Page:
Because the Moon is tidally locked,
it was not until 1959 that the farside was first
by the Soviet Luna 3 spacecraft (hence the Russian names for prominent
farside features, such as Mare
Moscoviense). And what a
surprise - unlike the widespread maria
on the nearside, basaltic volcanism was restricted to a relatively few,
smaller regions on the farside, and the battered highlands crust
dominated. A different world from what we saw from Earth.
Of course the cause of the
farside/nearside asymmetry is an interesting scientific question. Past
studies have shown that the crust on the farside is thicker, likely
making it more difficult for magmas to erupt on the surface, limiting
the amount of farside mare basalts. Why is the farside crust thicker?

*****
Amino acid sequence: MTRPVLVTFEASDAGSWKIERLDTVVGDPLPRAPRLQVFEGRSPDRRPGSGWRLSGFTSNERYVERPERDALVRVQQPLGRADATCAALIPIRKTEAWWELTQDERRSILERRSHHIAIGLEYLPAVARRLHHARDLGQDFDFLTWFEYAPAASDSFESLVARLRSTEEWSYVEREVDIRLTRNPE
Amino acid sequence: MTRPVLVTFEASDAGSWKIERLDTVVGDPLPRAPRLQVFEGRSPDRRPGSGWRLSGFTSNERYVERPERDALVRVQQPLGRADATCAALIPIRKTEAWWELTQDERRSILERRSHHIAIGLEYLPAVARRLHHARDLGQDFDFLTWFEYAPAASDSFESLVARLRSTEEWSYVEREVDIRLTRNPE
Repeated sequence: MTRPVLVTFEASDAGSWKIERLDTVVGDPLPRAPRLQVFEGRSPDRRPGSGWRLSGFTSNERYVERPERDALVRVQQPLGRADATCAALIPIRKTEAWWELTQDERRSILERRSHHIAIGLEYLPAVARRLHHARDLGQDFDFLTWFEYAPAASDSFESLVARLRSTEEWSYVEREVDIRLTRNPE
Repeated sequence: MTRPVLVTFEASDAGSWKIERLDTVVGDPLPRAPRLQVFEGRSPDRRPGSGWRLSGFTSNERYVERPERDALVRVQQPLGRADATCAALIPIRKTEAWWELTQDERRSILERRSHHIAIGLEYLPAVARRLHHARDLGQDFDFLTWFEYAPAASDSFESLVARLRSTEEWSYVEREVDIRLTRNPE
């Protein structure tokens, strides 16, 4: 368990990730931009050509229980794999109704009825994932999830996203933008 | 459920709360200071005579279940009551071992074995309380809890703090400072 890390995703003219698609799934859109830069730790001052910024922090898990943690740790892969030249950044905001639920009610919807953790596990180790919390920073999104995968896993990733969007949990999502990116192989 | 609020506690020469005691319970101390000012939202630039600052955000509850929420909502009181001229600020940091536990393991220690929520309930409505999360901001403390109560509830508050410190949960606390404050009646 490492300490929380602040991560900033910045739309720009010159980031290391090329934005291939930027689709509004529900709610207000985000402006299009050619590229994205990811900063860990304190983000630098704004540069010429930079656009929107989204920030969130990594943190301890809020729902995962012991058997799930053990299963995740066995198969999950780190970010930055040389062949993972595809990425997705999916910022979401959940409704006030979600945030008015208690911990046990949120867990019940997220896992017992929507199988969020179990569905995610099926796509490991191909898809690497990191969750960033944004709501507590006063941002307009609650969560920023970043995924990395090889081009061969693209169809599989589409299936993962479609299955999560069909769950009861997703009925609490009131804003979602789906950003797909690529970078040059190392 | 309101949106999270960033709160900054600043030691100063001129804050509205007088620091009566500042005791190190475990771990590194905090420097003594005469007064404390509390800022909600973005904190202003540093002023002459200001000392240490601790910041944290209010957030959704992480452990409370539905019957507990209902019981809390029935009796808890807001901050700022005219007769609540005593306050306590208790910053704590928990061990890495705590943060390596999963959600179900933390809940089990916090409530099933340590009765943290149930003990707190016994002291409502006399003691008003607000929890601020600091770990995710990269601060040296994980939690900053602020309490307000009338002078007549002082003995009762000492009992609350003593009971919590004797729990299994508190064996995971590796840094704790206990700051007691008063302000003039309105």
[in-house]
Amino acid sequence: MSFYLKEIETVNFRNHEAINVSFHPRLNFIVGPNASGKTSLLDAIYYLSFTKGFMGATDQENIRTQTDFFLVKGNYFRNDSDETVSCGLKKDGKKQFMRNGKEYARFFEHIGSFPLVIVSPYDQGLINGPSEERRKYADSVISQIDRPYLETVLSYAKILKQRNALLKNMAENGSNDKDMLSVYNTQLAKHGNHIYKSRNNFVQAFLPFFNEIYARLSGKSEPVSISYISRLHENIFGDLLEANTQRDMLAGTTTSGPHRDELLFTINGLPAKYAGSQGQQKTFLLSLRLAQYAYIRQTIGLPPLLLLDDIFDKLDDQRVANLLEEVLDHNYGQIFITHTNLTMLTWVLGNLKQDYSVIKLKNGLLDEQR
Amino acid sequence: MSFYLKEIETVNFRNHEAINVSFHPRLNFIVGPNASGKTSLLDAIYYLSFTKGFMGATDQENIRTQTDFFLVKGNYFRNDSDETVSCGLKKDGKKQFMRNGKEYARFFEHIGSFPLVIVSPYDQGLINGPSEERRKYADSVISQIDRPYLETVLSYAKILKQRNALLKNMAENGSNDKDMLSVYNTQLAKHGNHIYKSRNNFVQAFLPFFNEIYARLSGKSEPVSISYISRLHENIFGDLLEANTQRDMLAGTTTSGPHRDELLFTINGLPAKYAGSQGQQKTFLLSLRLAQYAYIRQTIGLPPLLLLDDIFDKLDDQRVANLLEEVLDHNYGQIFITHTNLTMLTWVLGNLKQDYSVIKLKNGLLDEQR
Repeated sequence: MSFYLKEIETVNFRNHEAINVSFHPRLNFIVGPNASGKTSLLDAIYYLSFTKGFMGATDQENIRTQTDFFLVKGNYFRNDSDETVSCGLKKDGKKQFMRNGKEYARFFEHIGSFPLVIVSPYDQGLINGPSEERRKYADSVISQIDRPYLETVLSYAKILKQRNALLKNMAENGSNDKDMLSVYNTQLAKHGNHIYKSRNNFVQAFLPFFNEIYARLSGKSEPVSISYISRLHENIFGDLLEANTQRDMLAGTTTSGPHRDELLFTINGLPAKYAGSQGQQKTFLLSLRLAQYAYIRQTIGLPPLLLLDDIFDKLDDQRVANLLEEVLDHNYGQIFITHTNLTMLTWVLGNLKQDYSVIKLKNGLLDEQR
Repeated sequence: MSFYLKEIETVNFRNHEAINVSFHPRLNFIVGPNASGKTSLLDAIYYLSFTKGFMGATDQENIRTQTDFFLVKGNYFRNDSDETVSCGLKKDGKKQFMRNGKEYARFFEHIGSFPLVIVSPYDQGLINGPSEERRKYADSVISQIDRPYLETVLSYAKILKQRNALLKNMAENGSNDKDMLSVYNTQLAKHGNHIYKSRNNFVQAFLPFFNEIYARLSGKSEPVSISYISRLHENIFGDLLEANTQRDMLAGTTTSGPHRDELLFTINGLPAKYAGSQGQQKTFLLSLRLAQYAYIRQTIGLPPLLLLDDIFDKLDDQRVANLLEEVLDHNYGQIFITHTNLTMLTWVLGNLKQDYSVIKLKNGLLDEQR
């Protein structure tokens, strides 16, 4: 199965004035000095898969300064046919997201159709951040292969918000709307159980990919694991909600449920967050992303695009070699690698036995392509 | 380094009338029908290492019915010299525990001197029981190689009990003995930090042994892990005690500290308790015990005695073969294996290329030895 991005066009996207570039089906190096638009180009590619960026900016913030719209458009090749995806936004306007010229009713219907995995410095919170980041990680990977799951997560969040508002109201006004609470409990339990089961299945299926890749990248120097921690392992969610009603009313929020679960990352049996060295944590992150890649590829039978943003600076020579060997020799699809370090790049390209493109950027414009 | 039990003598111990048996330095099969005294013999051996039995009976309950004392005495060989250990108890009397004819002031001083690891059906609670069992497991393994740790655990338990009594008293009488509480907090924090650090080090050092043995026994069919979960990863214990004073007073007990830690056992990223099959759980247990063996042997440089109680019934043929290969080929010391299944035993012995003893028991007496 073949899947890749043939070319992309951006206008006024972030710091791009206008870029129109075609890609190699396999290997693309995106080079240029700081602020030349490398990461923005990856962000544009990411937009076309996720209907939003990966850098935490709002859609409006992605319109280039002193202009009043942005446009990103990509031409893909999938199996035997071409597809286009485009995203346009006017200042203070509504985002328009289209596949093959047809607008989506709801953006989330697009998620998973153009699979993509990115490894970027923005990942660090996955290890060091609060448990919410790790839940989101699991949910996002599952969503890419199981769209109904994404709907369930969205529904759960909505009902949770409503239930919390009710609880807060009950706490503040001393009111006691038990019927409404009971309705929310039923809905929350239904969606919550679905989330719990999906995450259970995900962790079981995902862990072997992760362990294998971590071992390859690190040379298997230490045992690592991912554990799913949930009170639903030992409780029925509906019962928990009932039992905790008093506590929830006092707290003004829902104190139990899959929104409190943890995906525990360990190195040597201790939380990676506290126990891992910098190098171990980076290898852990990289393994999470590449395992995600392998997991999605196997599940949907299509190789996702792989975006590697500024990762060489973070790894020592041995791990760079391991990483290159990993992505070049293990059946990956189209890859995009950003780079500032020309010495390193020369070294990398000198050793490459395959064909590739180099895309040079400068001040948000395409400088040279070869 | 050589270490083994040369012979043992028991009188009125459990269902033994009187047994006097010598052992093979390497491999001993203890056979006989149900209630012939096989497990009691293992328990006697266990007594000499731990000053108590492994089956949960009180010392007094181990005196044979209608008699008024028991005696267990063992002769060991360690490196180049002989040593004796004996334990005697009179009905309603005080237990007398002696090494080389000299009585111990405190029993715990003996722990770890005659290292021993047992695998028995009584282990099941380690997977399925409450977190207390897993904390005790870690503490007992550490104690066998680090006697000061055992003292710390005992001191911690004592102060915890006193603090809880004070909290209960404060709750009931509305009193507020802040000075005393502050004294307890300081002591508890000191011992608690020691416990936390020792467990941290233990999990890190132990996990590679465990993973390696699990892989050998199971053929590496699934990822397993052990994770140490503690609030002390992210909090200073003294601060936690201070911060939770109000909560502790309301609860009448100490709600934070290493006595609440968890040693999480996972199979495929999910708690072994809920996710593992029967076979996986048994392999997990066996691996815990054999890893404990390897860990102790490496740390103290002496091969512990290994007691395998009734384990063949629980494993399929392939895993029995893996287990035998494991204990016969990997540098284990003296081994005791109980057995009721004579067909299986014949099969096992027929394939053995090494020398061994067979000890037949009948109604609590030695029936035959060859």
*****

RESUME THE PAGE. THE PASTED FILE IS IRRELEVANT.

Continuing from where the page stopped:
That is still up for debate, and in fact several presentations at this
week's Lunar and Planetary Science Conference
attempt to answer this question.
mission obtained beautiful mosaics with the sun high in the sky (low
phase angles), but did not have the opportunity to observe the farside
at sun angles favorable for seeing surface topography. This WAC mosaic
provides the most complete look at the morphology of the farside to
date, and will provide a valuable resource for the scientific
community. And it's simply a spectacular sight!
Arizona State Univ. /